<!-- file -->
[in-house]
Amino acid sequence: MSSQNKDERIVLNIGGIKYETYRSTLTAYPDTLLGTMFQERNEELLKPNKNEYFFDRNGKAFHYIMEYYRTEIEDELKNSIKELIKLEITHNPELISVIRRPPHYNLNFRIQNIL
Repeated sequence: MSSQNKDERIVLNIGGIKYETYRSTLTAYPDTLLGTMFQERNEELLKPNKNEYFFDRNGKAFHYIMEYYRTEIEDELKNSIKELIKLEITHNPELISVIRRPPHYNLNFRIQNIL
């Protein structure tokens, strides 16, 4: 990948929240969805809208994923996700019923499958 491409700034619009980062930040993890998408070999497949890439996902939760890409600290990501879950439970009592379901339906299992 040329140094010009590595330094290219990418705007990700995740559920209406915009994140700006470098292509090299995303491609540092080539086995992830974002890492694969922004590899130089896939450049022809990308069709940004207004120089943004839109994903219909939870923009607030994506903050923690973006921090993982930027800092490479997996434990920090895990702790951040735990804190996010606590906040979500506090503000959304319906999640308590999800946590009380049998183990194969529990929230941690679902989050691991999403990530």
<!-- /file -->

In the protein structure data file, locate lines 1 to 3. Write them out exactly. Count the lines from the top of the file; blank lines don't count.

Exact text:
[in-house]
Amino acid sequence: MSSQNKDERIVLNIGGIKYETYRSTLTAYPDTLLGTMFQERNEELLKPNKNEYFFDRNGKAFHYIMEYYRTEIEDELKNSIKELIKLEITHNPELISVIRRPPHYNLNFRIQNIL
Repeated sequence: MSSQNKDERIVLNIGGIKYETYRSTLTAYPDTLLGTMFQERNEELLKPNKNEYFFDRNGKAFHYIMEYYRTEIEDELKNSIKELIKLEITHNPELISVIRRPPHYNLNFRIQNIL